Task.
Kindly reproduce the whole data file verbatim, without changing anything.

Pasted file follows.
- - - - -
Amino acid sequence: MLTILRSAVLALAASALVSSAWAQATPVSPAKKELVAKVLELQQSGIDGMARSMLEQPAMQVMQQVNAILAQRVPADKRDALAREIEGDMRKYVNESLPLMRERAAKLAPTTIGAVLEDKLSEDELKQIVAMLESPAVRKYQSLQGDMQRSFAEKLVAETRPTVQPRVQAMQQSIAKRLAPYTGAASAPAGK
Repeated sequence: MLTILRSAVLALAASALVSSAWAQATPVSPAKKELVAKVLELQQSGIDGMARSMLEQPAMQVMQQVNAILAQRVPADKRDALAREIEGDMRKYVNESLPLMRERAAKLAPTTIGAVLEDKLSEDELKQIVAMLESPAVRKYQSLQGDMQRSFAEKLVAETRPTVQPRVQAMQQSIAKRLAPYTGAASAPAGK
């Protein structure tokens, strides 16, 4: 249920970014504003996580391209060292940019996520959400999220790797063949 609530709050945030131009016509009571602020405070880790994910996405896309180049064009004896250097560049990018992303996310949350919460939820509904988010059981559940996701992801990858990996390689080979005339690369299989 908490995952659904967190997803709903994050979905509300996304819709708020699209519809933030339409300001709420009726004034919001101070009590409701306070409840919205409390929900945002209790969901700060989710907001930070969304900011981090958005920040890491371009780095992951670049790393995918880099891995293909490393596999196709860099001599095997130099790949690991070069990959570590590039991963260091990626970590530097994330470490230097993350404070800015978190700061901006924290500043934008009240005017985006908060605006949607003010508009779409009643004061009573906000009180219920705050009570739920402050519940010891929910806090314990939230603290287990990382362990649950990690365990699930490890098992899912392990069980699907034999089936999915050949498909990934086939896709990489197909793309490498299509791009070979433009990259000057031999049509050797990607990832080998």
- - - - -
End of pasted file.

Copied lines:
Amino acid sequence: MLTILRSAVLALAASALVSSAWAQATPVSPAKKELVAKVLELQQSGIDGMARSMLEQPAMQVMQQVNAILAQRVPADKRDALAREIEGDMRKYVNESLPLMRERAAKLAPTTIGAVLEDKLSEDELKQIVAMLESPAVRKYQSLQGDMQRSFAEKLVAETRPTVQPRVQAMQQSIAKRLAPYTGAASAPAGK
Repeated sequence: MLTILRSAVLALAASALVSSAWAQATPVSPAKKELVAKVLELQQSGIDGMARSMLEQPAMQVMQQVNAILAQRVPADKRDALAREIEGDMRKYVNESLPLMRERAAKLAPTTIGAVLEDKLSEDELKQIVAMLESPAVRKYQSLQGDMQRSFAEKLVAETRPTVQPRVQAMQQSIAKRLAPYTGAASAPAGK
């Protein structure tokens, strides 16, 4: 249920970014504003996580391209060292940019996520959400999220790797063949 609530709050945030131009016509009571602020405070880790994910996405896309180049064009004896250097560049990018992303996310949350919460939820509904988010059981559940996701992801990858990996390689080979005339690369299989 908490995952659904967190997803709903994050979905509300996304819709708020699209519809933030339409300001709420009726004034919001101070009590409701306070409840919205409390929900945002209790969901700060989710907001930070969304900011981090958005920040890491371009780095992951670049790393995918880099891995293909490393596999196709860099001599095997130099790949690991070069990959570590590039991963260091990626970590530097994330470490230097993350404070800015978190700061901006924290500043934008009240005017985006908060605006949607003010508009779409009643004061009573906000009180219920705050009570739920402050519940010891929910806090314990939230603290287990990382362990649950990690365990699930490890098992899912392990069980699907034999089936999915050949498909990934086939896709990489197909793309490498299509791009070979433009990259000057031999049509050797990607990832080998």